The "traditional" or "individual" path to a PhD remains the most common in Germany. An individual doctorate involves a thesis or dissertation that is produced under the supervision of one professor.
This form of PhD study offers a great deal of flexibility, but also demands a high degree of personal initiative and responsibility. A professor supervises a PhD student, who works on his or her subject in consultation with the professor, but largely independently.
How long a traditional individual doctorate takes depends on your own time schedule – or on the duration of your work contract. Three to five years are typical. Although a university is normally responsible for the doctoral process, you can also carry out your research at other institutions.
Find a PhD place
Depending on your subject, research area and interests, you can choose whether to work on a research project at a university or non-university research institute – or indeed in industry – for your dissertation. However, no matter where you conduct your research, a professor will always supervise your PhD.
You can obtain a doctorate by pursuing research:
- at a university
- at a non-university research organisation or
- in a German company
The "typical" PhD student in Germany works – usually part-time – as a research associate at his or her university. Although research is usually part of the job description, most of the associate’s own doctoral research usually has to be carried out outside working hours. How closely teaching, research and/or administrative duties are actually tied into the doctoral student’s own research depends very much on the individual situation.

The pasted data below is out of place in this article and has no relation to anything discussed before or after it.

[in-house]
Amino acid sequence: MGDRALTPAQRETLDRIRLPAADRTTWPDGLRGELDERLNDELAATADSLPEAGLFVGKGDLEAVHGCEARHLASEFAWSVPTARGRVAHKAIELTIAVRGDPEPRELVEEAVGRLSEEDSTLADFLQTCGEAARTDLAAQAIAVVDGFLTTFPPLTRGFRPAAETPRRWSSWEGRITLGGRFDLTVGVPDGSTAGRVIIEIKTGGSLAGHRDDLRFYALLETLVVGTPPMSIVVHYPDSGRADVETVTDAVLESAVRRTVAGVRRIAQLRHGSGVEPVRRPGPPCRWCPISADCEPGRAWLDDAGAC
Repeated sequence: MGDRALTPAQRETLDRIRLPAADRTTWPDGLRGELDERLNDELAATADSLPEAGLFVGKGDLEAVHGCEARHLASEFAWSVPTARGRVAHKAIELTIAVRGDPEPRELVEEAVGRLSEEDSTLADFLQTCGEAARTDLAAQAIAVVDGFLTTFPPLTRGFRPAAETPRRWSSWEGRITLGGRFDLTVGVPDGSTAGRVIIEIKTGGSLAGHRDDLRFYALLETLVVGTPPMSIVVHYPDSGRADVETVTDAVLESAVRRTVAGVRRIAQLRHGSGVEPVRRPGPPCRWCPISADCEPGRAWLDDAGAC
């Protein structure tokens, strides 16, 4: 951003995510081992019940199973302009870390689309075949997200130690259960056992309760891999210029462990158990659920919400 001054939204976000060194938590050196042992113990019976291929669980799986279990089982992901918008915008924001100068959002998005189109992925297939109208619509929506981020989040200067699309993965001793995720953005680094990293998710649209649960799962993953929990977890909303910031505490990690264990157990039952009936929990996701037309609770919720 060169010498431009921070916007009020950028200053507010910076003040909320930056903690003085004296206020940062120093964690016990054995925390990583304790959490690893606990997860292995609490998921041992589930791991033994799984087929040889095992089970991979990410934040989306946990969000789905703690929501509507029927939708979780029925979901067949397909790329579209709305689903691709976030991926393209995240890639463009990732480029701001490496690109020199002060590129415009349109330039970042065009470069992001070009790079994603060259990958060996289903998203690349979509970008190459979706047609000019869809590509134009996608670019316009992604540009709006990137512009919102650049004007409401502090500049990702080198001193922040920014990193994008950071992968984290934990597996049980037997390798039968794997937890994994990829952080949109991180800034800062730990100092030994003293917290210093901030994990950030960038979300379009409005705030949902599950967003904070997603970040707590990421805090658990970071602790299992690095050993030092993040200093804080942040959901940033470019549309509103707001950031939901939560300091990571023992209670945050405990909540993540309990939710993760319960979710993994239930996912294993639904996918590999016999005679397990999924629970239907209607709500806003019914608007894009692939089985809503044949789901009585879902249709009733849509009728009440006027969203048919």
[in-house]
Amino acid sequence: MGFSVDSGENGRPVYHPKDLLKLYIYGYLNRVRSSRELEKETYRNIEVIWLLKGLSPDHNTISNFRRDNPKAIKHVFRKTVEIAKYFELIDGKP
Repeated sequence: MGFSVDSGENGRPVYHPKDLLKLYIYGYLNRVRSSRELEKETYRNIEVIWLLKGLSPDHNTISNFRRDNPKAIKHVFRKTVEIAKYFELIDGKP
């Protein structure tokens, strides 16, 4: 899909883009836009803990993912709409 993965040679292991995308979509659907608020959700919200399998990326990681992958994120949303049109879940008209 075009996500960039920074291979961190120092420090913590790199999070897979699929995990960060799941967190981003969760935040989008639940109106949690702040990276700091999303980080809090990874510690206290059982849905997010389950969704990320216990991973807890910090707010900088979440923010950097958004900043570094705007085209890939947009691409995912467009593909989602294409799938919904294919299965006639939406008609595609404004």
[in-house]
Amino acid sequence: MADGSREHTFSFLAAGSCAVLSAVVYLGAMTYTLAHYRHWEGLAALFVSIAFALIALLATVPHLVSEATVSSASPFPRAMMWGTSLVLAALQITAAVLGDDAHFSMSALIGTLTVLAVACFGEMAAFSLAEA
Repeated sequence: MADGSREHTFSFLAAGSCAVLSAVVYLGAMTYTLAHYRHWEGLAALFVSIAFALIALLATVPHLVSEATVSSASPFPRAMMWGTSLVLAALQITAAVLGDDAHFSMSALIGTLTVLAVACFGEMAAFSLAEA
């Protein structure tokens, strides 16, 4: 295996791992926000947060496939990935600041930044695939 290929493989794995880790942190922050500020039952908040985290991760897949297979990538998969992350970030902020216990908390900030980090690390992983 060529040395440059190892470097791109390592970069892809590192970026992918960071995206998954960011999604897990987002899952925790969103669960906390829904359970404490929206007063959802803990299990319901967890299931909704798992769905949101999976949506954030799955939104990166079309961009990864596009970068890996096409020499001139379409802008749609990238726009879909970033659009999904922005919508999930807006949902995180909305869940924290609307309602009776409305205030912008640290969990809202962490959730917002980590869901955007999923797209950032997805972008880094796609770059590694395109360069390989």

Non-university research establishments – such as the Fraunhofer-Gesellschaft, Helmholtz Association, Leibniz Association and Max Planck Society – offer an excellent research environment in which to conduct your research. These institutions do not have the right to award doctorates themselves, but collaborate with universities for that purpose. They offer PhD students scholarships and/or (usually fixed-term) contracts of employment – or a combination of the two. However, support is also possible in the form of regular research posts, which are especially typical of Fraunhofer-Gesellschaft and the Max Planck Society.
Graduates who decide to work in industry and study for a doctorate part-time – often with funding and support from their employer – also need a university professor to supervise their research. In some cases, the employer already collaborates with a university or research institute and will help the PhD student find the right person.
People who have PhD research posts within a company usually have part-time temporary contracts and work in a research project where they conduct their doctoral research under the supervision of a professor. When a university and an industrial company collaborate in specially established institutes, doctoral researchers usually work on their projects with their professor and a supervisor from the company.
You can search here for companies in your research area.